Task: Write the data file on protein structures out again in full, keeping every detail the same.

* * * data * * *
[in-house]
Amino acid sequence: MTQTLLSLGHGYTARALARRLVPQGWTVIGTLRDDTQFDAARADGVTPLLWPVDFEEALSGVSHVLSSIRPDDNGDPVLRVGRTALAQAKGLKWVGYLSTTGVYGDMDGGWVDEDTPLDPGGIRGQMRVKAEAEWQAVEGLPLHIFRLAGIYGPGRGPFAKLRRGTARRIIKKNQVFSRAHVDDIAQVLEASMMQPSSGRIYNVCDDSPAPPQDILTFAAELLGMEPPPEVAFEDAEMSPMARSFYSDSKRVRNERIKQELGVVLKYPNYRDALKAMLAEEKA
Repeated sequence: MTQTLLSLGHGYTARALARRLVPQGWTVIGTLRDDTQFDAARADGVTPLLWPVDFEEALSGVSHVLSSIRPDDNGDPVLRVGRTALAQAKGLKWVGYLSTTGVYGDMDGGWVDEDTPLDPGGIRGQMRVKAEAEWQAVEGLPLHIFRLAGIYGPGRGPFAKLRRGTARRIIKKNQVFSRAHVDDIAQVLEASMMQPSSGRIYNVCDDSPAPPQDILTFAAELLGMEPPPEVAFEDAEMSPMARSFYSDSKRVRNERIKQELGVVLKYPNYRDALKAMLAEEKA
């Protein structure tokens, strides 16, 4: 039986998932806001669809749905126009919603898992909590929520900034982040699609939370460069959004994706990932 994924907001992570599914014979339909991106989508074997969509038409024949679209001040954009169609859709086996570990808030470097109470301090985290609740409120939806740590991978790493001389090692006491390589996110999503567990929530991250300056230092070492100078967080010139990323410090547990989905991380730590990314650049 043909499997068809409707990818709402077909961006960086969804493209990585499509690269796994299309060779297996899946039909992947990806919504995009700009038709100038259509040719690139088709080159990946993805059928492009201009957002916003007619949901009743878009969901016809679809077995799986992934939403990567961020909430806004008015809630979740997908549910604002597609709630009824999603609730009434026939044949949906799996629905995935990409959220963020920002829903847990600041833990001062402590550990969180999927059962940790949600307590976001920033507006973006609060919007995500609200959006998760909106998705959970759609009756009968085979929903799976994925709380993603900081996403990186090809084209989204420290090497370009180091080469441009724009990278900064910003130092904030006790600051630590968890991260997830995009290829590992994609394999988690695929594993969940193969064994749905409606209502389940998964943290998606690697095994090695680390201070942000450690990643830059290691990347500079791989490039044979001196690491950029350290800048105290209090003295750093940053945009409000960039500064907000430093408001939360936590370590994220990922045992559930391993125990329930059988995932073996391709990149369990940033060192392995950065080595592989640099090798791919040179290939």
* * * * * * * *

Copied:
[in-house]
Amino acid sequence: MTQTLLSLGHGYTARALARRLVPQGWTVIGTLRDDTQFDAARADGVTPLLWPVDFEEALSGVSHVLSSIRPDDNGDPVLRVGRTALAQAKGLKWVGYLSTTGVYGDMDGGWVDEDTPLDPGGIRGQMRVKAEAEWQAVEGLPLHIFRLAGIYGPGRGPFAKLRRGTARRIIKKNQVFSRAHVDDIAQVLEASMMQPSSGRIYNVCDDSPAPPQDILTFAAELLGMEPPPEVAFEDAEMSPMARSFYSDSKRVRNERIKQELGVVLKYPNYRDALKAMLAEEKA
Repeated sequence: MTQTLLSLGHGYTARALARRLVPQGWTVIGTLRDDTQFDAARADGVTPLLWPVDFEEALSGVSHVLSSIRPDDNGDPVLRVGRTALAQAKGLKWVGYLSTTGVYGDMDGGWVDEDTPLDPGGIRGQMRVKAEAEWQAVEGLPLHIFRLAGIYGPGRGPFAKLRRGTARRIIKKNQVFSRAHVDDIAQVLEASMMQPSSGRIYNVCDDSPAPPQDILTFAAELLGMEPPPEVAFEDAEMSPMARSFYSDSKRVRNERIKQELGVVLKYPNYRDALKAMLAEEKA
């Protein structure tokens, strides 16, 4: 039986998932806001669809749905126009919603898992909590929520900034982040699609939370460069959004994706990932 994924907001992570599914014979339909991106989508074997969509038409024949679209001040954009169609859709086996570990808030470097109470301090985290609740409120939806740590991978790493001389090692006491390589996110999503567990929530991250300056230092070492100078967080010139990323410090547990989905991380730590990314650049 043909499997068809409707990818709402077909961006960086969804493209990585499509690269796994299309060779297996899946039909992947990806919504995009700009038709100038259509040719690139088709080159990946993805059928492009201009957002916003007619949901009743878009969901016809679809077995799986992934939403990567961020909430806004008015809630979740997908549910604002597609709630009824999603609730009434026939044949949906799996629905995935990409959220963020920002829903847990600041833990001062402590550990969180999927059962940790949600307590976001920033507006973006609060919007995500609200959006998760909106998705959970759609009756009968085979929903799976994925709380993603900081996403990186090809084209989204420290090497370009180091080469441009724009990278900064910003130092904030006790600051630590968890991260997830995009290829590992994609394999988690695929594993969940193969064994749905409606209502389940998964943290998606690697095994090695680390201070942000450690990643830059290691990347500079791989490039044979001196690491950029350290800048105290209090003295750093940053945009409000960039500064907000430093408001939360936590370590994220990922045992559930391993125990329930059988995932073996391709990149369990940033060192392995950065080595592989640099090798791919040179290939």